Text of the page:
The GSN 2015 Digital Yearbook of Awards
January 2016 Digital Edition
December 2015/January 2016 Digital Edition
Digital Version of November/December 2015 Print Edition
October/November 2015 Digital Edition
Digital Version of July/August 2015
June/July 2015 Digital Edition
After incident, TSA clarifies rules on travel with crematory remains
After an incident in which the ashes of an airline passenger’s grandfather were allegedly spilled at a TSA checkpoint in a Florida airport, the agency explained its rules for carrying such material.
An Indianapolis man traveling from Orlando International Airport in Florida in June accused a TSA agent at a security checkpoint there of spilling his grandfather’s ashes during a security inspection and laughing at him as he picked them up. The man said the agent opened the container to inspect it and dropped it.
TSA has disputed the story, but said it was the agency’s policy not to open containers of human remains and electronically screen them.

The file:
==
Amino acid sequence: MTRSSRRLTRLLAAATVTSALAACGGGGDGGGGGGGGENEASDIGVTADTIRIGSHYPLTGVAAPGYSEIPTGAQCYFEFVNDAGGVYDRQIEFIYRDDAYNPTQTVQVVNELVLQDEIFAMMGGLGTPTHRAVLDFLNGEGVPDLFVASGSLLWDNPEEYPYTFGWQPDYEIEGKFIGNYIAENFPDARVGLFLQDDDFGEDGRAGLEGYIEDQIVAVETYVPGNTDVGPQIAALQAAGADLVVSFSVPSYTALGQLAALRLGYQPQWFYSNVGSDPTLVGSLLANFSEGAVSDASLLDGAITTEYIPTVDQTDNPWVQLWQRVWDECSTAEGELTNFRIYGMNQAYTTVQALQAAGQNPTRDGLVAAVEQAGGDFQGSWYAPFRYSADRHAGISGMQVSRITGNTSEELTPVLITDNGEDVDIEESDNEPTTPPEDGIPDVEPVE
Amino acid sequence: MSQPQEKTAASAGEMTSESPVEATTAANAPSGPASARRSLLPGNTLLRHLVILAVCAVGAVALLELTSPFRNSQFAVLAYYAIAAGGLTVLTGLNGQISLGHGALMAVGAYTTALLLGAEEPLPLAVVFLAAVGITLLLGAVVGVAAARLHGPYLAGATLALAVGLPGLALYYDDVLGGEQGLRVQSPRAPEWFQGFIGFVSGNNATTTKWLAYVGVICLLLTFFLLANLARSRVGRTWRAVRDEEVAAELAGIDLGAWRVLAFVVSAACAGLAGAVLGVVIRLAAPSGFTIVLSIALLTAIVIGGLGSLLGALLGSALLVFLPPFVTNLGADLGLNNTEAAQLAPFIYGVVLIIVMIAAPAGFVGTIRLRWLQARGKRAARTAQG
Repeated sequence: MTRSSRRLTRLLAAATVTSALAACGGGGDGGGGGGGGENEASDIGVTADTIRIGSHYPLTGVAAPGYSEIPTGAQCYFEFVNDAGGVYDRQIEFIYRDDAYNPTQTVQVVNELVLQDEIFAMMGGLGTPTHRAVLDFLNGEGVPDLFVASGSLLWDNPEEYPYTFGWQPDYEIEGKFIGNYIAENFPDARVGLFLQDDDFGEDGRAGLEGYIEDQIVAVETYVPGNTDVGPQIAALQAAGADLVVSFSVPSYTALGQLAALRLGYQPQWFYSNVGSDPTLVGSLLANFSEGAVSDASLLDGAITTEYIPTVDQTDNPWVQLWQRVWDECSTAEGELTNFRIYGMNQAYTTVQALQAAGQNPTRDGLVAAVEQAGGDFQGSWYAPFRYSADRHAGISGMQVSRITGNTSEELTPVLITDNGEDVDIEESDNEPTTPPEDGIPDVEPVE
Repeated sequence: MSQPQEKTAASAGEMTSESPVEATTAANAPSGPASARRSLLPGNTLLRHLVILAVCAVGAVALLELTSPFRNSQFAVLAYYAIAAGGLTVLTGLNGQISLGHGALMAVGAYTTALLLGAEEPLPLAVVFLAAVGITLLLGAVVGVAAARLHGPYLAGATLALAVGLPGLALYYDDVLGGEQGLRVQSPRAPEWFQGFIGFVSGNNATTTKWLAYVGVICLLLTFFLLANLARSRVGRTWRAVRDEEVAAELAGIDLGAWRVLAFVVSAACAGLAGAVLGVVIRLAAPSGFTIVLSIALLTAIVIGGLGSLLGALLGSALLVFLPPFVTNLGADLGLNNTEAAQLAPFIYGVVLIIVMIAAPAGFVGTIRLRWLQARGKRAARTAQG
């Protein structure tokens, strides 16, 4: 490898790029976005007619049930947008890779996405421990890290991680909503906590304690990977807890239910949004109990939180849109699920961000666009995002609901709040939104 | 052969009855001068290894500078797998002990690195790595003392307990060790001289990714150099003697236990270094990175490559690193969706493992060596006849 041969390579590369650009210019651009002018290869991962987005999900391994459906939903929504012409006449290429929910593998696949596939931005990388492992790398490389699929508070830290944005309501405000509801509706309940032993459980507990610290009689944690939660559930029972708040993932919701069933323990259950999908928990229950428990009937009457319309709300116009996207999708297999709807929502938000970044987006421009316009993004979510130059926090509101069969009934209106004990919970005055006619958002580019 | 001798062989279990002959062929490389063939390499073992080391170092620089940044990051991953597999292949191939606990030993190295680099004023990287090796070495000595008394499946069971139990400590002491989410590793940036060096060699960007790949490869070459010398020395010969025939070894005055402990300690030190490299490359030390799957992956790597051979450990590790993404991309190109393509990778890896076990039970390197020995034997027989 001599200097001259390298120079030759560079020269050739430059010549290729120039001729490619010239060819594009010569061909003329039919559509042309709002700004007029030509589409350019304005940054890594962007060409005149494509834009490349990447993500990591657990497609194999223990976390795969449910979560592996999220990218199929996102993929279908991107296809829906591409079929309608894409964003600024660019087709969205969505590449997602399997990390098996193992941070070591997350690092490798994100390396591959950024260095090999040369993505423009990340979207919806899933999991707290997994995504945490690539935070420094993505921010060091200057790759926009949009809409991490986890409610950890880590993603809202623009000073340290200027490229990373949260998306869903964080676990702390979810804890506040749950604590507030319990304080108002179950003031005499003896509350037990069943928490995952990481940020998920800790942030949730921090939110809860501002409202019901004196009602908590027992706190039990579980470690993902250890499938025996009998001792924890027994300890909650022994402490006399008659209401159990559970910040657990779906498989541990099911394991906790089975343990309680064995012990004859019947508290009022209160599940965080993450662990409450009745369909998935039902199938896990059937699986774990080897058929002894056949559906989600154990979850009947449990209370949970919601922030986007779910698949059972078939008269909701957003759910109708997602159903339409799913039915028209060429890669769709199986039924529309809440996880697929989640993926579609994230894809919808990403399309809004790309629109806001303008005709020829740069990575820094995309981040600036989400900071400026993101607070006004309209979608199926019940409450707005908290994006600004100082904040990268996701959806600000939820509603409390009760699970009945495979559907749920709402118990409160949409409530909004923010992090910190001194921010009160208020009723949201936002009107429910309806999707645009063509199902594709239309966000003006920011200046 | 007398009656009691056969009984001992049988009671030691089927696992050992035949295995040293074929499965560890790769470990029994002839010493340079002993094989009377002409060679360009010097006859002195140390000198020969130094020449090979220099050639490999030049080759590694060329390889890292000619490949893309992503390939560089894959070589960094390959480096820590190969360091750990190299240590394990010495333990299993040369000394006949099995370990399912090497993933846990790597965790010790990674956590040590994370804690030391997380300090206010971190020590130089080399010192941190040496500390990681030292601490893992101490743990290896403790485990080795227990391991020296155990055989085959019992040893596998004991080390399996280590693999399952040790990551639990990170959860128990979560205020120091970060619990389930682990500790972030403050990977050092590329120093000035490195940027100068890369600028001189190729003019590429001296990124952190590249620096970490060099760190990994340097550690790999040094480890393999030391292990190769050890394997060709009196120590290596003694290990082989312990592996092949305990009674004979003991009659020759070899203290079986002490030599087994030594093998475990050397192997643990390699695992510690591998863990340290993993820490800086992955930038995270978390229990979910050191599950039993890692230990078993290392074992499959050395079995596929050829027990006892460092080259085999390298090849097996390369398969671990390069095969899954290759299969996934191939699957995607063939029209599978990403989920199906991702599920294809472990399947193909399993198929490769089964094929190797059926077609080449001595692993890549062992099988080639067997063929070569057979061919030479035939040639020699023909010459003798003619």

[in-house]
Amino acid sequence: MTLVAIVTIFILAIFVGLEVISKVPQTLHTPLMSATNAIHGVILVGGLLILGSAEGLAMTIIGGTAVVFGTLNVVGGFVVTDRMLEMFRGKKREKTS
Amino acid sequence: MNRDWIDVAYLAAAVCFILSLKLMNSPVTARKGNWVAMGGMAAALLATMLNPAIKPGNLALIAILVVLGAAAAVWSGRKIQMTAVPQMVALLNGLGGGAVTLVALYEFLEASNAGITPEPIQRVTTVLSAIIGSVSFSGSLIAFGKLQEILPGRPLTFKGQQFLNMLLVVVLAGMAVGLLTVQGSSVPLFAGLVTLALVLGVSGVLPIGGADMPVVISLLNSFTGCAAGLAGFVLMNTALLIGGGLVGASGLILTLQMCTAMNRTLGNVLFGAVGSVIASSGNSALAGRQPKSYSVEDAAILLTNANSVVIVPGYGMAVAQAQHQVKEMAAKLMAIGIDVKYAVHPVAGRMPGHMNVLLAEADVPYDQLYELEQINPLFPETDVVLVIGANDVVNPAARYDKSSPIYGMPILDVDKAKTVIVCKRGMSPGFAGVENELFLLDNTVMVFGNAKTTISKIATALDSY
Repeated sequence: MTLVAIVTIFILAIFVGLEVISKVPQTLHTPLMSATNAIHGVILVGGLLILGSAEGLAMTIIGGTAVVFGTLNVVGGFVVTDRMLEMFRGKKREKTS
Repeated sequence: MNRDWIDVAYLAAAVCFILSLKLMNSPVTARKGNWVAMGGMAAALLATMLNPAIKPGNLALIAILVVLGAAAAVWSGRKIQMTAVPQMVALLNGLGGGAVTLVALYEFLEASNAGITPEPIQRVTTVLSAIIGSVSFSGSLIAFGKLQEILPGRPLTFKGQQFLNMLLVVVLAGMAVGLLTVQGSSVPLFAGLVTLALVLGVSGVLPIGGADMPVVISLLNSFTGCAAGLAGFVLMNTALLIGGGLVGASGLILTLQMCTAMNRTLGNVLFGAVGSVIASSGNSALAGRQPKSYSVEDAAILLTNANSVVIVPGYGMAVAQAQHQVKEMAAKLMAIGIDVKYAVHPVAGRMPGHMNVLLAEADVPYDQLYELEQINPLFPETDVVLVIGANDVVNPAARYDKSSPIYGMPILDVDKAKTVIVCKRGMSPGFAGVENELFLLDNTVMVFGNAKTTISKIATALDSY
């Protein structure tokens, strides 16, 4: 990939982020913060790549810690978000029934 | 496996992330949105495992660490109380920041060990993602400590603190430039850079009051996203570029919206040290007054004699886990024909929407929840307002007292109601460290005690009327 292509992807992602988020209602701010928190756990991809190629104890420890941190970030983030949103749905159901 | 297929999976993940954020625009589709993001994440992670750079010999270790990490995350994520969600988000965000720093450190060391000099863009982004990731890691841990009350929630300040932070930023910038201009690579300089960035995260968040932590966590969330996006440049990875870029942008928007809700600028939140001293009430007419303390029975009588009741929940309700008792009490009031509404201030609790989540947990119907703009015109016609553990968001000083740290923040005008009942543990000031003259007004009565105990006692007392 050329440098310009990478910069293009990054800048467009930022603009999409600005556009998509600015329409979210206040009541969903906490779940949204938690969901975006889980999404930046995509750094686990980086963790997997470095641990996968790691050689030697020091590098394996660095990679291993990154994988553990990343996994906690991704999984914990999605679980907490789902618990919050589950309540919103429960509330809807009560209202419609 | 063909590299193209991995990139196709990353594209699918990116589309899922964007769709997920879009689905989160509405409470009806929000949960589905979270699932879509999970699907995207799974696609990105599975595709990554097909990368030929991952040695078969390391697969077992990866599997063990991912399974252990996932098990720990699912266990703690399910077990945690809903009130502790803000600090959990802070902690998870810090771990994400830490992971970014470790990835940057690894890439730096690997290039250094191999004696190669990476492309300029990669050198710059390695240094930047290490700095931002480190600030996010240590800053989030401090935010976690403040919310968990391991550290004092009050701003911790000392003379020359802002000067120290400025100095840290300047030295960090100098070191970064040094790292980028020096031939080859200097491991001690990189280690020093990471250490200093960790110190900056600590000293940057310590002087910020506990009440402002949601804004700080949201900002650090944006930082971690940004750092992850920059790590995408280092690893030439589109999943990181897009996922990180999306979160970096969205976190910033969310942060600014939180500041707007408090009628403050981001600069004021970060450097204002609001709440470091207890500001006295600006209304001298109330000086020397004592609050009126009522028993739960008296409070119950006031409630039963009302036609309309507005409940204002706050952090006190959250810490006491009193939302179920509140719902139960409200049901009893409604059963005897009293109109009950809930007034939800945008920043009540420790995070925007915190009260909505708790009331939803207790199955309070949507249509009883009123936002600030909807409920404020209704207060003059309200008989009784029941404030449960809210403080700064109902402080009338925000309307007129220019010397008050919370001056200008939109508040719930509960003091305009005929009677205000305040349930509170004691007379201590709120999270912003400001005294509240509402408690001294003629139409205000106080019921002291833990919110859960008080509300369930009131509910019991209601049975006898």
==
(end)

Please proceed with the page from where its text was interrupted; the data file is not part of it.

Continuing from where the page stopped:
In a June 29 Web blog posting, the agency said it regularly screens crematory remains and said passengers can transport them as part of their carry-on property or in checked baggage, but added that some airlines don’t allow them in checked baggage.
The blog post didn’t refer to the Orlando incident directly, saying only that “the subject of traveling with crematory remains has been in the news recently.” It said the remains are subject to screening and must pass through the X-ray machine. It added, however, that if the X-ray machine operator can’t clear the remains, it may “apply other, non-intrusive means of resolving the alarm.” It said “Under no circumstances will an officer open the container, even if the passenger requests this be done. If the officer cannot determine that the container does not contain a prohibited item, the remains will not be permitted.”
Crematory remains, it said, are one of the sensitive items “that could be exploited by someone wanting to conceal a dangerous item.” It said guidelines for traveling with them weren’t intended to make an already difficult emotional issue more complex than needed.